Of course there are variations but this is the Traditional format. Nowadays cost and family status plays major factor. For example A’hammed’s wedding was expensive by any standard as the family time-honored, enjoy a high and respected tribal status in Meski. This came with a cost. 2 cows, 3 sheep, 300 chickens, 45 gal olive oil, 100 cases of fruit, 10 sacks of flour, a lorry load of soft drinks were just some of the items needed……as well as two huge marque tents, several live bands……then there were costumes, gifts and even horses and attendants. 

Phewww, let’s hope he doesn't go for the “4 wives thing!”  


Herbal, Milky Moroccan Wheat Soup.

While thinking of Ramadan I have seen this soup taken during the permissible hours and served as a popular breakfast dish, practically at roadside “Public” cafes. I have to be honest and confess that I can’t stand it myself, but this has more to do with my dislike for anything that looks like or is rice or pasta. But I am told this traditional dish is quite tasty.

Like the rice pudding that Westerners are familiar with, this sturdy cereal dish requires two cooking times: once in water to tenderize the grains, then again in milk to make a sweet porridge. Wheat kernels, being a whole grain, are infinitely more nutritious than white rice, giving you steady energy to last through the whole morning. And Herbal Soup, made luxurious with orange-flower water and a touch of honey, is a delicious way to start the day – or wind up the evening.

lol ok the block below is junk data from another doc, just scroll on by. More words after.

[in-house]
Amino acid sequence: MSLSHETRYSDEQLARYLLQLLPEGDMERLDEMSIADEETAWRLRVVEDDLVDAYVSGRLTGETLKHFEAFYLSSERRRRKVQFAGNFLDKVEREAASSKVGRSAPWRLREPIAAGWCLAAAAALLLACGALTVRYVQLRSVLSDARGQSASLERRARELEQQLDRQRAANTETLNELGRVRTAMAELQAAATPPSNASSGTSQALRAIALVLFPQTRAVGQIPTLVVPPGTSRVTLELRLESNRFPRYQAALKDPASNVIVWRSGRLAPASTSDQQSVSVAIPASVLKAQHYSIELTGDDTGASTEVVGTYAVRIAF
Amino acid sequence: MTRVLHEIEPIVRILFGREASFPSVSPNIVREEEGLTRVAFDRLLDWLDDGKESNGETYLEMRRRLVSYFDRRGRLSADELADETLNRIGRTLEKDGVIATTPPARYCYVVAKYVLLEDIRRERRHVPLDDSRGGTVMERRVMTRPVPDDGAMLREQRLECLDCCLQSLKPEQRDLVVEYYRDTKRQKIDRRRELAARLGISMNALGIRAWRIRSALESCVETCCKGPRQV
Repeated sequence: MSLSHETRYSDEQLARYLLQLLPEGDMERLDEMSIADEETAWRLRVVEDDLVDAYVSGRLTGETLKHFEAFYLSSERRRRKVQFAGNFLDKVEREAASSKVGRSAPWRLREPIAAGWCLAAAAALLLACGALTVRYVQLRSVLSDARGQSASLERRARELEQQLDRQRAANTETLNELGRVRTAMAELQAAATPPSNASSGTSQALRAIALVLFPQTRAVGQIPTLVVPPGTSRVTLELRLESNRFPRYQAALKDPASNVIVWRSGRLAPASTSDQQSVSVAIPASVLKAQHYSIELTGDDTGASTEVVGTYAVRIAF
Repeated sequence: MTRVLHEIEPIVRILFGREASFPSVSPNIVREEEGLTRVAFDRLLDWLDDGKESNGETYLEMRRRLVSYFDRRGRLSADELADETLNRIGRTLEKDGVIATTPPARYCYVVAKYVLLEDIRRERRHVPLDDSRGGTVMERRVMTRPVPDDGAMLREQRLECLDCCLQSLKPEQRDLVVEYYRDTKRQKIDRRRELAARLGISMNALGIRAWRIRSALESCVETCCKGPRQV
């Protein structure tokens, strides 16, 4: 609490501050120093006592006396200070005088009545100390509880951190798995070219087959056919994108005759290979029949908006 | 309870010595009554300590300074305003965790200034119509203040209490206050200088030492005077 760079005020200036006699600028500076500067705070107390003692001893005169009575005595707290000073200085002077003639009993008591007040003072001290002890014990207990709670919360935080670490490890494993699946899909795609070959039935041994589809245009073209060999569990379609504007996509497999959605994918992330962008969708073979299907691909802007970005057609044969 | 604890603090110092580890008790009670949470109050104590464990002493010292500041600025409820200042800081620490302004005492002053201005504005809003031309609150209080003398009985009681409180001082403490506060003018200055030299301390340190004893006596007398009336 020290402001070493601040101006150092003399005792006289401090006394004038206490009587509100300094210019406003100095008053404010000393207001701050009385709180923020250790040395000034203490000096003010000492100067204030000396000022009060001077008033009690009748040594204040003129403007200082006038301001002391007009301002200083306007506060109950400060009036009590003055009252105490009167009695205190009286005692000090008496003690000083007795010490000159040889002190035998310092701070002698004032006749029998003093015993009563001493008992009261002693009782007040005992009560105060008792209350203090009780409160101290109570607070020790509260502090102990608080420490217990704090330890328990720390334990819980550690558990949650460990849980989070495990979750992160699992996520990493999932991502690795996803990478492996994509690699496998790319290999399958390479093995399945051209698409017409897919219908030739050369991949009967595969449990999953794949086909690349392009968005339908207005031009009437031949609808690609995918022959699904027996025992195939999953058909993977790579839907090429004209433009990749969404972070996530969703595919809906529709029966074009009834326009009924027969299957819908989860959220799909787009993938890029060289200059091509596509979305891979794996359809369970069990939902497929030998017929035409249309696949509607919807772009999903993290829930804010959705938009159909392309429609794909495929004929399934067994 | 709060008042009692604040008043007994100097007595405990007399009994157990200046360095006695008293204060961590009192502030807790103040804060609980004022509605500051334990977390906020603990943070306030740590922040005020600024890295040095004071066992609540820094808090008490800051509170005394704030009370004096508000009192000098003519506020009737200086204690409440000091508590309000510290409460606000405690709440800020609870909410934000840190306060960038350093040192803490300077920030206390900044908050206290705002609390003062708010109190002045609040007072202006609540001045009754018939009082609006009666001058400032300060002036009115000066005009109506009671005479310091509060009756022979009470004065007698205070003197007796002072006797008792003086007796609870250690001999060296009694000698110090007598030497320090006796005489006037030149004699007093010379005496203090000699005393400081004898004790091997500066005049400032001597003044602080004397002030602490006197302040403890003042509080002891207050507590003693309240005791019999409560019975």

The wheat grains must be pre-soaked, or rinsed and left to simmer over very minimal heat overnight but most will probably soak the grains early the previous evening, and then let them cook at leisure for an hour in the morning.

Ingredients…………6 servings

1 cup – 250 grams whole wheat kernels
6 cups – 1-1/2 liters water
1 1/2 teaspoons salt
4 cups-  1 liter milk
4 tablespoons sugar
2 tablespoons butter
1 tablespoon orange flower water
Cinnamon, butter and honey for serving at table

Rinse until the water runs clear and free of dust. Drain. Put the wheat into a large bowl, cover generously with water, and leave it to soak 10 hours. Add more water if it looks like the grains have absorbed all and are getting dry. Drain the soaked wheat. Put it in a pot with the 6 cups water and the salt. Bring to a boil, and then lower the heat. Simmer for 40 minutes until tender. It’s alright if there’s still some water not absorbed. Heat the milk separately and add to the wheat in the pot. Add the sugar; stir it in. Add the butter; stir. Cook on low heat until most of the milk is absorbed and everything is very soft and well combined – about 15 minutes.

Remove from heat. Add orange flower water and stir it in. Serve warm, with additional butter, cinnamon and honey for individual servings. You may cook the Herbal Soup ahead of time, but it will have thickened. Reheat over low heat, adding milk to thin it out.


Battling the wind in his World War I biplane, a French pilot was forced to make a rough landing on a sandy strip of Moroccan land. Nearly 90 years on, a museum honours his stay and the world-renowned book it inspired.

"Antoine de Saint-Exupery the writer was spiritually born here, in Tarfaya, where he spent two years as station manager of Aeropostale," says Sadat Shaibat Mrabihrabou, opening the doors to the small museum in Morocco's far south, where the sea and the desert meet. "It's here that he began writing his books, under the stars," he says. "We're at the birthplace of a writer known worldwide."

Saint-Exupery is a name inseparable from his book "The Little Prince", a series of self-illustrated parables in which a boy prince from a tiny asteroid recounts his adventures among the stars to a pilot who has crash landed in the desert.